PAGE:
Checkaco News: check a company first in case they go bust with your cash, Rip-off Britain presenter ripped-off, and the story of Anna Sorokin the con woman who stole thousands from friends

Millions of people have lost money to companies going bust this autumn – and with a simple check with Checkaco they could have saved the heartache.

In September 1,446 UK companies crashed taking with them billions of pounds of customers cash, leaving their suppliers invoices unpaid and their staff unemployed. A string of energy firms ceased trading leaving their customers in the lurch as their accounts were switched by Ofgem and much higher tariffs. And the switch often meant that customers who were in credit had to wait weeks to find out if their credit was still intact or swallowed up by the higher bills.

Utility Point, People’s Energy, PfP Energy and MoneyPlus Energy all ceased trading in September while a string of retailers and travel and holiday firms including hotels have gone bust taking with them the deposits of their customers. Worse still are builders who have taken hefty upfront payments from customers and then declare their business has gone west along with the deposits which are often thousands of pounds.

If you are planning of parting with a large amount of cash to business – a wedding venue, a holiday firm, a double glazing company or a shop then check them out first.

You can check to see if the company is solvent for £6.50 per company checked.
Quickly view a company’s CCJ’s, legal ownership, credit history, credit score and more at

Anna in court in New York

Anna Sorokin con woman

Sentenced to four years in New York’s Rikers Island state penitentiary in 2019 and fined £20,000, Russian born con woman Anna Sorokin is currently awaiting deportation to Germany.

Born in Domodedovo near Moscow in 1991 Anna wanted to become rich and famous. She achieved both of these ambitions before her arrest on several charges of larceny and one of theft in 2017. Her family moved from Russia to Germany when she was a teenager and following school she gained an internship at Purple magazine in Paris. From this she was able to make contacts in the fashion world which gave her an entry to the well heeled and well connected changing her name to Anna Delvey.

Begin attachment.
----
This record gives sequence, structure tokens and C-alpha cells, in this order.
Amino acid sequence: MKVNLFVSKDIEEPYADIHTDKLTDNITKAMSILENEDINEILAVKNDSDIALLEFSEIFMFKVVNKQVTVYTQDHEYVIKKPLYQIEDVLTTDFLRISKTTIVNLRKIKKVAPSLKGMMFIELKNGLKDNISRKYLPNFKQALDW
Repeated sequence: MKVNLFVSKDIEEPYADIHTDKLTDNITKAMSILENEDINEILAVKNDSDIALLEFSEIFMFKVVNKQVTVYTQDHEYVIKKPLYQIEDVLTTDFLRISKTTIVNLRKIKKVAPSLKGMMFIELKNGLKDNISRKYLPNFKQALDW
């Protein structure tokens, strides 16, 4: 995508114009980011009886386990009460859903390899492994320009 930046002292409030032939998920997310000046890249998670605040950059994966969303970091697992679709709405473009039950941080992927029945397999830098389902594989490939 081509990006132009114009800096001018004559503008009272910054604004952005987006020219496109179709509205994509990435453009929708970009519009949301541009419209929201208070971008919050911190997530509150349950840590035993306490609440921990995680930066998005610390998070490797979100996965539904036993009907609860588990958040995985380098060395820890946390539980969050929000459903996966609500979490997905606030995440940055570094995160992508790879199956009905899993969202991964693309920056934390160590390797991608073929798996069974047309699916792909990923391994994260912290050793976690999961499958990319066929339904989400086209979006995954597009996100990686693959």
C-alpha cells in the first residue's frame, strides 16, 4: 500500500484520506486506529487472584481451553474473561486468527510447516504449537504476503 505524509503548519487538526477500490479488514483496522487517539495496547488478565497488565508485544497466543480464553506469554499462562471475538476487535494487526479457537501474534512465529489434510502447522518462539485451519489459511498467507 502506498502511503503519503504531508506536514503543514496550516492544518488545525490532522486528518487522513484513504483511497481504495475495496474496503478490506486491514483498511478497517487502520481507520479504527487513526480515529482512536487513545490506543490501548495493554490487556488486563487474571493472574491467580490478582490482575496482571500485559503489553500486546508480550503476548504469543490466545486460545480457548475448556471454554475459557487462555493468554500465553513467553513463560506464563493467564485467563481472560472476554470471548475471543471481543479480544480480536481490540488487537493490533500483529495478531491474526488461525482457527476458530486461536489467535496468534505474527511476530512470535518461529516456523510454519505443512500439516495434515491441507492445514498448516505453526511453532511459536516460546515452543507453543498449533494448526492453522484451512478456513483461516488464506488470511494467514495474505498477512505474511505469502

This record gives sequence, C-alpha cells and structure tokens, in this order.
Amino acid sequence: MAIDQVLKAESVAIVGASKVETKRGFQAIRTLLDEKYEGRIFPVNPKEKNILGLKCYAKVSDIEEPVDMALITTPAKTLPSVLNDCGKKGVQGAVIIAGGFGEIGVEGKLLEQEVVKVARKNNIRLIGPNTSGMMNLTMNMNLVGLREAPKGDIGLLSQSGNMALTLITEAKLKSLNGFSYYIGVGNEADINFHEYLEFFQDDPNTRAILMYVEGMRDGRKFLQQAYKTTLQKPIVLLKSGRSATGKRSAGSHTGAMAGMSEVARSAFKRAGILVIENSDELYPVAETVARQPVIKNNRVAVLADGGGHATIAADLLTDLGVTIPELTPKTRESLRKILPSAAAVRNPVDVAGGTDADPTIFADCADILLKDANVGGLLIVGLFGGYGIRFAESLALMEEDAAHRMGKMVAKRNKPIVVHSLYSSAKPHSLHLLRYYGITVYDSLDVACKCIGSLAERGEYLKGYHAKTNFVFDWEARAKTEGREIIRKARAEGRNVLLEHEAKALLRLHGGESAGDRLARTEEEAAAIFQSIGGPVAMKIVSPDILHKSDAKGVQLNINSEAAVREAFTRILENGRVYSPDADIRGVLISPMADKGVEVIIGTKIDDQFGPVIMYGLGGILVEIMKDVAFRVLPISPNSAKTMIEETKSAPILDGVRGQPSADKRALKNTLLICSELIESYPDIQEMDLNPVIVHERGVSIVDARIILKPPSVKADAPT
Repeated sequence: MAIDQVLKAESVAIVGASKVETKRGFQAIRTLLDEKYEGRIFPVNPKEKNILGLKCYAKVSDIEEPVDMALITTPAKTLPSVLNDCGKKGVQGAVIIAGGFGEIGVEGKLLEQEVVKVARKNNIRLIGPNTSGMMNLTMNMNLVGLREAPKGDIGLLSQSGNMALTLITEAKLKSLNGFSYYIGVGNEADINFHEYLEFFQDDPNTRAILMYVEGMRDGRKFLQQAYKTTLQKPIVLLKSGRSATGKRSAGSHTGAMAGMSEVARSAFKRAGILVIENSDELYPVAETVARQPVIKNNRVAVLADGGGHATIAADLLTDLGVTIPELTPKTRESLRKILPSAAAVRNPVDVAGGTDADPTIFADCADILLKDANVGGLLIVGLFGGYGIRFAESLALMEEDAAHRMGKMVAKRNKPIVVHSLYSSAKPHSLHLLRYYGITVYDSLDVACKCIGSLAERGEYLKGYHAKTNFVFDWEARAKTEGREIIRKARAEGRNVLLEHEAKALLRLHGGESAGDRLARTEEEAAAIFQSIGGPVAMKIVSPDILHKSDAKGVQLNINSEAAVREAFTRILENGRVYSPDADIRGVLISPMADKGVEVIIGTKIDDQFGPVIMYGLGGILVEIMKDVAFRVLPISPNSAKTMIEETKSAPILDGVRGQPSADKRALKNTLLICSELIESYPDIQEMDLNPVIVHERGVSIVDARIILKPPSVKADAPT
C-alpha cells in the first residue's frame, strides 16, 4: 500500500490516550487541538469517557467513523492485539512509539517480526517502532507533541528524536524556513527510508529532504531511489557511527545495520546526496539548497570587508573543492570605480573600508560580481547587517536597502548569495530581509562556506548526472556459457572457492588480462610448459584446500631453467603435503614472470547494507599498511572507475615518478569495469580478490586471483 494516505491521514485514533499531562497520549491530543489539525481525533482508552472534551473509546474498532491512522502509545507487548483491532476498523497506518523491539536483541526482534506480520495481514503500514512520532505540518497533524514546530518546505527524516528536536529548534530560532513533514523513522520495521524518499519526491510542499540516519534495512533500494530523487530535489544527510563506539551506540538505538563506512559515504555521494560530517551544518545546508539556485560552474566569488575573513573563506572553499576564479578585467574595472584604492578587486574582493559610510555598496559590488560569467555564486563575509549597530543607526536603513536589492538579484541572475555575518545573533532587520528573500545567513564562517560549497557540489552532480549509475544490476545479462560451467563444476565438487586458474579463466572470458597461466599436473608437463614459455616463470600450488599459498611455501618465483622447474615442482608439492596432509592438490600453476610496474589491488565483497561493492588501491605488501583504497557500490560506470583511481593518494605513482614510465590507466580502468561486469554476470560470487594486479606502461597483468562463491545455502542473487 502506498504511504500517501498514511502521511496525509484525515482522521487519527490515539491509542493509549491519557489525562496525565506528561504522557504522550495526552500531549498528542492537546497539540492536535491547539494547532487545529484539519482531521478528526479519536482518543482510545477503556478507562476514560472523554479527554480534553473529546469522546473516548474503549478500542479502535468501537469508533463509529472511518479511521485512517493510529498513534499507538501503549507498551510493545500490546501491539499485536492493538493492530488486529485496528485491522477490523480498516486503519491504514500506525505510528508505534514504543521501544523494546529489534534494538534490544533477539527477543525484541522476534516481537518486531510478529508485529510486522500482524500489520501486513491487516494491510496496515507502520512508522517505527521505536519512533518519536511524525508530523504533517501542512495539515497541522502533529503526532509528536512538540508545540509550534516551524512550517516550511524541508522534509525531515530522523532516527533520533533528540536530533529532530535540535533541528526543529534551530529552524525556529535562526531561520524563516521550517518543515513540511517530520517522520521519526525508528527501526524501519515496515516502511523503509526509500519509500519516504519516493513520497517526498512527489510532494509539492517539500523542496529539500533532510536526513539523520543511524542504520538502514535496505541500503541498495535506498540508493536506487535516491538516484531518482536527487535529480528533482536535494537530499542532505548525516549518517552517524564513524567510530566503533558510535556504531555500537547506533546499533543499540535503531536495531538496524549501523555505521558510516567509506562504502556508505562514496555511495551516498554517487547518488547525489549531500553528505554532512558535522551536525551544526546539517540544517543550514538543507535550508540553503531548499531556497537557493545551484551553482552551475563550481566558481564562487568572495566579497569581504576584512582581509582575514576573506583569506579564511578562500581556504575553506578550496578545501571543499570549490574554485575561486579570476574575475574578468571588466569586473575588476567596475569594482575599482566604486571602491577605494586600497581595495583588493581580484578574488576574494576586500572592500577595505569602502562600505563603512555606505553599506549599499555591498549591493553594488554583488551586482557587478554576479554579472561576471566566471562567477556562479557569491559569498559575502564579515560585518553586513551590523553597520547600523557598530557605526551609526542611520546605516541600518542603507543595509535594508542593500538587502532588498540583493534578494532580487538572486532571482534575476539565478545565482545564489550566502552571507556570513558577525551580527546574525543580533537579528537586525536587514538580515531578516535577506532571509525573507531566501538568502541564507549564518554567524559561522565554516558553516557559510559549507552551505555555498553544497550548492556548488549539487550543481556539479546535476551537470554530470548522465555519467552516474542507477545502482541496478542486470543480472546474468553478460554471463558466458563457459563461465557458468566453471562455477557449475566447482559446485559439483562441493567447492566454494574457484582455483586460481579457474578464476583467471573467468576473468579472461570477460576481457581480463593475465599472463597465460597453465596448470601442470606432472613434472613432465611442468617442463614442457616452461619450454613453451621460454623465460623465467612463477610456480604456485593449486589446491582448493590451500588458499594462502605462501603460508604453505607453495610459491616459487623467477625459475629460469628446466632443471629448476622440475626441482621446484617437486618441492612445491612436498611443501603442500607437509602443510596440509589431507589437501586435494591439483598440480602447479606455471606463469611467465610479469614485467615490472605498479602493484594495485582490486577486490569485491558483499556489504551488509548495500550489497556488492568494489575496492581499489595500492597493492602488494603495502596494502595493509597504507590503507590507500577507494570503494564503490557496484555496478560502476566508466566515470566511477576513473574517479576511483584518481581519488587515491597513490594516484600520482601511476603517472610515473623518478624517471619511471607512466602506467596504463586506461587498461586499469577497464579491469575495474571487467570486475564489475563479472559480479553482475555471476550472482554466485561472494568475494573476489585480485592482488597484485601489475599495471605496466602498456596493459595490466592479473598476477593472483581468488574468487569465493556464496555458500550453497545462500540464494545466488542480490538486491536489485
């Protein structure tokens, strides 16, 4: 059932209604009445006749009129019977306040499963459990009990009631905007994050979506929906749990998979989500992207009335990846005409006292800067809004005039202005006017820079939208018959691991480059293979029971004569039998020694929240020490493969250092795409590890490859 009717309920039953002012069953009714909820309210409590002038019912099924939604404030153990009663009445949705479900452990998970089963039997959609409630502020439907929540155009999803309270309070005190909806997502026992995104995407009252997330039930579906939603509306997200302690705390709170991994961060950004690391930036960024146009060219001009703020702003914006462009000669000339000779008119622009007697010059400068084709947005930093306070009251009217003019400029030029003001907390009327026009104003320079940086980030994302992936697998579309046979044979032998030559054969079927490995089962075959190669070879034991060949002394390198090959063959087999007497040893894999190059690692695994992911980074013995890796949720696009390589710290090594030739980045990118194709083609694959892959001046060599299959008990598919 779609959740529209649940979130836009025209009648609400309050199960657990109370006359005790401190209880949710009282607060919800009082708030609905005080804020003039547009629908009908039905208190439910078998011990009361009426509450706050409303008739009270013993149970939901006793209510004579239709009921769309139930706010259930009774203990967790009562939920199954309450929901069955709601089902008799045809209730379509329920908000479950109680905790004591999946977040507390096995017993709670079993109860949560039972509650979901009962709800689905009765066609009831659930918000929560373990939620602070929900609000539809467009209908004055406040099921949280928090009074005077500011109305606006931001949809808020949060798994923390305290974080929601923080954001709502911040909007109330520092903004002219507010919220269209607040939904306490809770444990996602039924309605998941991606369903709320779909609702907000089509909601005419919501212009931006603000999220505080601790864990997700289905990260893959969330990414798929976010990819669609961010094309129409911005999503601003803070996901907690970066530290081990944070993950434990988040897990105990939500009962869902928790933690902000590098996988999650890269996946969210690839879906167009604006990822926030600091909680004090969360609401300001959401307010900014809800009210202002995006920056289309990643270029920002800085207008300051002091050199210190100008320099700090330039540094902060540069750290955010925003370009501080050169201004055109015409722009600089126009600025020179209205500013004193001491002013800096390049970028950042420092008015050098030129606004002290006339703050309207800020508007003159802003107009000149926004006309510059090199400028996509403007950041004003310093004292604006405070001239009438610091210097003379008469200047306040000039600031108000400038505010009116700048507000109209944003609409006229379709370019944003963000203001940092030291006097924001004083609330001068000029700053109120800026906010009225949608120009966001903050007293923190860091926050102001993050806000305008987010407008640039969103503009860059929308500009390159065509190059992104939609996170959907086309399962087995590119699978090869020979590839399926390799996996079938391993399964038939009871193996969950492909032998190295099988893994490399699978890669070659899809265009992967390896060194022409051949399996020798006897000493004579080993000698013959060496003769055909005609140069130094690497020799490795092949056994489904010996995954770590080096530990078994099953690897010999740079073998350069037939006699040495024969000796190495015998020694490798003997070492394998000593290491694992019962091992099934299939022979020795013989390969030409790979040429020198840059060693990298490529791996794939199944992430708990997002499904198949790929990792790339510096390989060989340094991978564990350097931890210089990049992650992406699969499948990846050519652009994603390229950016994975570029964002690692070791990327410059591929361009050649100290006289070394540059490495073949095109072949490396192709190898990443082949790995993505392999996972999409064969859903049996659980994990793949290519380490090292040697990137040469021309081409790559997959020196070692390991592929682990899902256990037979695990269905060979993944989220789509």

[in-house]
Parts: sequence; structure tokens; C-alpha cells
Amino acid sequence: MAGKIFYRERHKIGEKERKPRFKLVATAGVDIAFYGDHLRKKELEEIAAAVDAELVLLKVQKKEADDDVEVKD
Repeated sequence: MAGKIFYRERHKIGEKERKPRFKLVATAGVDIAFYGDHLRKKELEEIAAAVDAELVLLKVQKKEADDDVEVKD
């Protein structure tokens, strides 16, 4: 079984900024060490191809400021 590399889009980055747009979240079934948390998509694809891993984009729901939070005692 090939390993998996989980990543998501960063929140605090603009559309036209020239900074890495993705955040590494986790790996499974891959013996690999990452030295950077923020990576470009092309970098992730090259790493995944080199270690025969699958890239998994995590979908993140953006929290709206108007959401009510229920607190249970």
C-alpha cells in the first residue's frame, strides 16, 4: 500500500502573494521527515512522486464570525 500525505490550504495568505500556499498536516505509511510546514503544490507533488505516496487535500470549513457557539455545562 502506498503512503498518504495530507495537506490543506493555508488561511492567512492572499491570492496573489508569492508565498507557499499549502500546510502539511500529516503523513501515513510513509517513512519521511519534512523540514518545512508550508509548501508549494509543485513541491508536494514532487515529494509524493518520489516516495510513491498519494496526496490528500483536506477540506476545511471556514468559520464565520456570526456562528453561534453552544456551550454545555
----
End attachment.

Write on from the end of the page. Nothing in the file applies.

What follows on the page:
Anna had arrived in New York in 2013 to work for Purple magazine although whether she was on the payroll was disputed. She blagged her way into the publishing crowd based on her previous connections and after meeting a fashion photographer she illegally used his credit card to fund her lifestyle. Her next step was simple: she announced to friends and businesses she was fabulously rich and would soon inherit a fortune from her wealthy father in Germany. All a lie of course – but it opened doors and hotels, restaurants and stores were happy to grant her large amounts of credit.

To enable her to pay some of the bills she obtained a hundred thousand pound bank loan based on her supposed millionaire status. Using this cash she continued to live in hotels and dine out at expensive restaurants grandly announcing to her sycophantic friends she was to open the Anna Delvey Foundation – a sort of posh arts centre in the city. By now the banks and hotels were closing in Anna persuaded some gullible friends to pay for a luxury holiday in Morocco on the promise it was to promote the foundation.

Running out of credit Sorokin was eventually arrested at a rehab centre and the full details of her crimes quickly unfolded. Various friends told of how she had borrowed money on the promise to repay the next day as her credit card wasn’t working, hotels listed unpaid bills of tens of thousands of dollars and banks and credit companies rued the day they granted her hundreds of thousands of dollars of credit.